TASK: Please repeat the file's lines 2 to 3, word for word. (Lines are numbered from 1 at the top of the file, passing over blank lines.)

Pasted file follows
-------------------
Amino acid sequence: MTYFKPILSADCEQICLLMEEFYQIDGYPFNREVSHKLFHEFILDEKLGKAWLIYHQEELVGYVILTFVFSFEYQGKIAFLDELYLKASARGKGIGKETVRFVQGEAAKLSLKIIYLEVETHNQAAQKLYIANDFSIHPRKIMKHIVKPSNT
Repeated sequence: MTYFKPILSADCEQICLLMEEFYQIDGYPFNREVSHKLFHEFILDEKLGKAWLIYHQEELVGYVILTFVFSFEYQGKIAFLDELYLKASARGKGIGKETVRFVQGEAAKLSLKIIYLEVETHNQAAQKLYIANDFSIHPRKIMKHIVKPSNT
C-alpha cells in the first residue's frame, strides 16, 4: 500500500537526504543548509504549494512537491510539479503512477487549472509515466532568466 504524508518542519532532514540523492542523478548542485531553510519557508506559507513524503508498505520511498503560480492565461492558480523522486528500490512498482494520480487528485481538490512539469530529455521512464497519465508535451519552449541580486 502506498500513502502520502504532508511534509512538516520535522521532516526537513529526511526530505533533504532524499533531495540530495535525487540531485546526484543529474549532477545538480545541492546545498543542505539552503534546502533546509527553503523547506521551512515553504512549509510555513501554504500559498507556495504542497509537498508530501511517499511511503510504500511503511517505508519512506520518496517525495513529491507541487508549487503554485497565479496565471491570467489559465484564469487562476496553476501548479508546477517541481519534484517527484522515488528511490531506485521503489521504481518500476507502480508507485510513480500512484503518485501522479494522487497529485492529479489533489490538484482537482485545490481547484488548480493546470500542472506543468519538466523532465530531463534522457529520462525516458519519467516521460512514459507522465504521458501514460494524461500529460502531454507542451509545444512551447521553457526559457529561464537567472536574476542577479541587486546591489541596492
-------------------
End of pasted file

Repeated sequence: MTYFKPILSADCEQICLLMEEFYQIDGYPFNREVSHKLFHEFILDEKLGKAWLIYHQEELVGYVILTFVFSFEYQGKIAFLDELYLKASARGKGIGKETVRFVQGEAAKLSLKIIYLEVETHNQAAQKLYIANDFSIHPRKIMKHIVKPSNT
C-alpha cells in the first residue's frame, strides 16, 4: 500500500537526504543548509504549494512537491510539479503512477487549472509515466532568466 504524508518542519532532514540523492542523478548542485531553510519557508506559507513524503508498505520511498503560480492565461492558480523522486528500490512498482494520480487528485481538490512539469530529455521512464497519465508535451519552449541580486 502506498500513502502520502504532508511534509512538516520535522521532516526537513529526511526530505533533504532524499533531495540530495535525487540531485546526484543529474549532477545538480545541492546545498543542505539552503534546502533546509527553503523547506521551512515553504512549509510555513501554504500559498507556495504542497509537498508530501511517499511511503510504500511503511517505508519512506520518496517525495513529491507541487508549487503554485497565479496565471491570467489559465484564469487562476496553476501548479508546477517541481519534484517527484522515488528511490531506485521503489521504481518500476507502480508507485510513480500512484503518485501522479494522487497529485492529479489533489490538484482537482485545490481547484488548480493546470500542472506543468519538466523532465530531463534522457529520462525516458519519467516521460512514459507522465504521458501514460494524461500529460502531454507542451509545444512551447521553457526559457529561464537567472536574476542577479541587486546591489541596492